Many Britons who emigrate to Canada have been known, understandably, to go mad instantly upon arrival. But, as you would expect from a genius, Prof. Stephen Hawking is well ahead of the pack.
Unlike Archie Belaney of Hastings (1888–1938), who settled in Ontario and declared himself to be Grey Owl, the aboriginal fabulist, or the London-born actor Sebastian Cabot (1918–1977), who washed up on Vancouver Island and began his eccentric recitations of Bob Dylan’s lyrics set to Weimar Republic cabaret musical accompaniment, Prof. Hawking, who is scheduled to soon set up shop at the Institute for Theoretical Physics in Waterloo, Ont., couldn’t even wait until he landed in Canada to turn crackpot.
Perhaps inspired by the isolationist rhetoric of the U.S. Tea Party movement, Prof. Hawking recently began spouting an intergalactic equivalent of the anti-immigration argument. Said he: “We only have to look at ourselves to see how intelligent [extraterrestrial] life might develop into something we wouldn’t want to meet.” He advised against leaving the light on for the visitors, since they might take our hospitality as an open invitation to harness and then deplete our sun’s energies, or help themselves to those oceans we’ve not yet befouled with oil spills, or cart off a couple of those succulent 500-pound specimens you see making their way around the big ‘n’ tall department of the Wal-Marts in suburban Nashville.
Hawking’s got a point. He’s got Walt Kelly’s point, actually. It was the cartoonist Kelly, speaking through his Pogo comic strip, who said, “We have met the enemy, and he is us.” Or, as the Tea Party’s Sarah Palin might follow the thought: “Why go to all the expense and effort of seeking out aliens from far-away galaxies, when they’re likely to be even bigger jerks than the Mexicans and Canadians and Belgians and whatnot we’re trying to keep out? Thanks, Perfesser!”
Well, Gov. Palin’s no astro-physicist, putting it gently, but Hawking is: until recently, the Lucasian Professor of Mathematics at the University of Cambridge, no less. As such, he ought to know better than to disparage the character and impugn the motives of entire groups of beings, based on their place of origin. That kind of talk, whether uttered through a speech-synthetizer or not, will land anyone in a world of hurt with the Ontario Human Rights Commission. It matters not that the aliens he describes may not be human, and may be, he theorizes, single-cell microbes. They could still have feelings of self-worth to be bruised — and, in Ontario, you simply don’t get away with casting aspersions on ethnic or cultural or extraplanetary groups, without forking over big cash, as a penalty.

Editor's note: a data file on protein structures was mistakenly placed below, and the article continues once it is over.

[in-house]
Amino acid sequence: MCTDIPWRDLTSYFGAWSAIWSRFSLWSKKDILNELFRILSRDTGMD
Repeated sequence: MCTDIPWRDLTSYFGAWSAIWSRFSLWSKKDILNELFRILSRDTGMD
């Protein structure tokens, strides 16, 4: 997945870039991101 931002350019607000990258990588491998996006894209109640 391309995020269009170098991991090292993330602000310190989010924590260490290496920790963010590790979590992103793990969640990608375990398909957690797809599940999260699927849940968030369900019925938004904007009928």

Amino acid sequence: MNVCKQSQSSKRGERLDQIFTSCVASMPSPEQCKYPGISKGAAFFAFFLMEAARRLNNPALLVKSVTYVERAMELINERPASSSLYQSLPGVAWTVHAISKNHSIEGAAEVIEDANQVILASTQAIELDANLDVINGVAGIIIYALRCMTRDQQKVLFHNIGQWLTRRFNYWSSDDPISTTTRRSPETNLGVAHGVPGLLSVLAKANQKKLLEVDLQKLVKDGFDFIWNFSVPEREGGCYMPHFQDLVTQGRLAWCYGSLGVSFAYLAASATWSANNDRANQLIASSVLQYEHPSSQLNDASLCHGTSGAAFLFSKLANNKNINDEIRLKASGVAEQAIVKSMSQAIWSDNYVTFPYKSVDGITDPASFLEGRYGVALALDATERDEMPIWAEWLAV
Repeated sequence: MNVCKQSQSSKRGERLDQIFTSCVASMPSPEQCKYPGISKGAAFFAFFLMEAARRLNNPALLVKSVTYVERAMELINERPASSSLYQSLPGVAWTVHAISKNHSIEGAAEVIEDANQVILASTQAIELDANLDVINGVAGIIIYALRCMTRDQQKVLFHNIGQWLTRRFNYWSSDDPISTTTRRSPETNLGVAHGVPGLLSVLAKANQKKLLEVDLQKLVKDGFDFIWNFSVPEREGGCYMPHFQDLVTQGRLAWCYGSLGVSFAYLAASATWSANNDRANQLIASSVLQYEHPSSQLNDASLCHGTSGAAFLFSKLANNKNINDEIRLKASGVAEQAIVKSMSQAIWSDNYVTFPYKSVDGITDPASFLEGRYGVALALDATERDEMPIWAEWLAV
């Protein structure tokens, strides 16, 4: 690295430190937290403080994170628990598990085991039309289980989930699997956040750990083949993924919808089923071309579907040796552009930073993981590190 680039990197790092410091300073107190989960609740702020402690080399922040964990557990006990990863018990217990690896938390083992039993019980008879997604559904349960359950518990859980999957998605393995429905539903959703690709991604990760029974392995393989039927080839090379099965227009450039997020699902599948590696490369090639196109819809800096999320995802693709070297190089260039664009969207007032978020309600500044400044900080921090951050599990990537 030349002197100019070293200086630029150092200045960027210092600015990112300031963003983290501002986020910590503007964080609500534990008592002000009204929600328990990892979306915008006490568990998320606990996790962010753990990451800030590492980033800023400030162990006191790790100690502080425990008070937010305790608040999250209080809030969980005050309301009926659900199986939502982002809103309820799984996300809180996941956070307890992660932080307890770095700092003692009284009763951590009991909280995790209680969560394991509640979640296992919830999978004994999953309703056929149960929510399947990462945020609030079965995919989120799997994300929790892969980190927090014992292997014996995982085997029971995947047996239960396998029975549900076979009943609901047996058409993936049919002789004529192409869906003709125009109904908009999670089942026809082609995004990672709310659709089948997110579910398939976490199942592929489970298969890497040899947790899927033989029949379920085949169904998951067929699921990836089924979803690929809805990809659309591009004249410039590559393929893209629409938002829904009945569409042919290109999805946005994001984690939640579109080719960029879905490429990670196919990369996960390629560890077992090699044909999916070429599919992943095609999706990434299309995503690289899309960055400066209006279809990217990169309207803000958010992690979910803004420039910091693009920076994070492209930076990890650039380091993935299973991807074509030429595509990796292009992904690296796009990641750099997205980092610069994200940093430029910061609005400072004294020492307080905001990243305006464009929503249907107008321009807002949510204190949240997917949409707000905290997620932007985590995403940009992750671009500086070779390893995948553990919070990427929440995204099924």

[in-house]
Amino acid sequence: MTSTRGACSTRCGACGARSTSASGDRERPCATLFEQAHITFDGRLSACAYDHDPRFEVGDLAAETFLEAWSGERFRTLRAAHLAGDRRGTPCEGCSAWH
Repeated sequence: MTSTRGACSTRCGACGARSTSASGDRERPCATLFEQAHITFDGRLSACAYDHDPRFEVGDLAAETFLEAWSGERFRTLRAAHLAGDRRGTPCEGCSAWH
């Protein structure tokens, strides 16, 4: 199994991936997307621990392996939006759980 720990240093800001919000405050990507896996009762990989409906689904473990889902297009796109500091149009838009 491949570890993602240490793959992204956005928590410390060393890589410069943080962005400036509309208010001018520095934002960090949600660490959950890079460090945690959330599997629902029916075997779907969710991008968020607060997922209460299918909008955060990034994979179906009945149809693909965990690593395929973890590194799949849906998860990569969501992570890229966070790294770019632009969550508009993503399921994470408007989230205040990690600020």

It’s too easy to imagine Barbara Hall, the Chief Marsupial at the kangaroo court that is the Ontario Human Rights Commission, demanding that Prof. Hawking explain what he was thinking, when his mechanical voice-box uttered the following remark: “If aliens ever visit us, I think the outcome would be much as when Christopher Columbus first landed in America, which didn’t turn out very well for the American Indians.”
With a shake of her judicial jowls, Commissioner Hall would have the professor writing out cheques to the aggrieved microbes, as well as descendents of the noble Columbo, all tribes of the First Nations, and anyone else whose sensitivities may have suffered the great scholar’s abuse. And heaven help Hawking if, through his giant intellect, he thinks he can josh his way out of paying the Human Rights piper, with a quip such as the one he tossed toward the Sun newspaper in London. “Some even suggested I myself am an alien,” he said. “I assure you I’m not.” Now he’s making light of his hurtful comments! Fine him another twenty grand, Madame Commissioner!
It would seem that Hon. Paul Hellyer, the redoubtable 86-year-old one-time “minister of everything” under the government of Pierre Trudeau, is just the fellow to take the aliens’ case to the commission.
Hellyer, a native-born Canadian free-thinker, is up in arms over Prof. Hawking’s cruel shots at the little green men in their flying saucers. “I think he’s indulging in some pretty scary talk there that I would have hoped would not come from someone with such an established stature,” he tells the Canadian Press news agency. “I think it’s really sad that a scientist of his repute would contribute to what I would consider more misinformation about a vast and very important subject.”
Yes, sad. You know, I always wondered who was listening to all those 20th Century song lyrics about the One-Eyed Two-Horned Flying Purple People-Eater, and David Bowie’s trilling about how you gotta make way for the homo superior. Now it can be told. When the kookie Englishman Bowie sang, “Homo sapiens have outgrown their use/All the strangers came today/And it looks as though they’re here to stay,” it turns out not to have been my cohort, the stoned adolescents, who were listening to the words. It was the older generation of scientists and politicians, the Lucasian Professors, and the Ministers of Defense.
My response is that we may as well. Because you sure as hell aren’t going to find any intelligent life in Ontario.